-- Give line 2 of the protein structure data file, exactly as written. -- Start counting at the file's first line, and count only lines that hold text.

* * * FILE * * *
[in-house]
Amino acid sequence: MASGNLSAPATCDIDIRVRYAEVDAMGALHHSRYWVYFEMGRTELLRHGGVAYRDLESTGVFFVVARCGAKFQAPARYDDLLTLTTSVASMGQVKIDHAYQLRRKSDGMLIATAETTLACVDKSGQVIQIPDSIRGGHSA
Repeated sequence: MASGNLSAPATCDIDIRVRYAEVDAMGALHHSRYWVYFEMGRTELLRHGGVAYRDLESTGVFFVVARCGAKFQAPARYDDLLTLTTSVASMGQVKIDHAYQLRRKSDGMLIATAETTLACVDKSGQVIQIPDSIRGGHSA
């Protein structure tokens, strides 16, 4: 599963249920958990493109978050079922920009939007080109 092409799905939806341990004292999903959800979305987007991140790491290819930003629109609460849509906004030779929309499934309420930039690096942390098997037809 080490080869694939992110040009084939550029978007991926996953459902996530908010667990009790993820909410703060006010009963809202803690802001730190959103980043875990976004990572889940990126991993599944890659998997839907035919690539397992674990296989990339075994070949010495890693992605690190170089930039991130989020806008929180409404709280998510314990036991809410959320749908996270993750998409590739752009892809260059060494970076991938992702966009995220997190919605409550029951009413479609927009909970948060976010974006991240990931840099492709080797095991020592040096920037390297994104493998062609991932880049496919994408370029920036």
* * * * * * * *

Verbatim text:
Amino acid sequence: MASGNLSAPATCDIDIRVRYAEVDAMGALHHSRYWVYFEMGRTELLRHGGVAYRDLESTGVFFVVARCGAKFQAPARYDDLLTLTTSVASMGQVKIDHAYQLRRKSDGMLIATAETTLACVDKSGQVIQIPDSIRGGHSA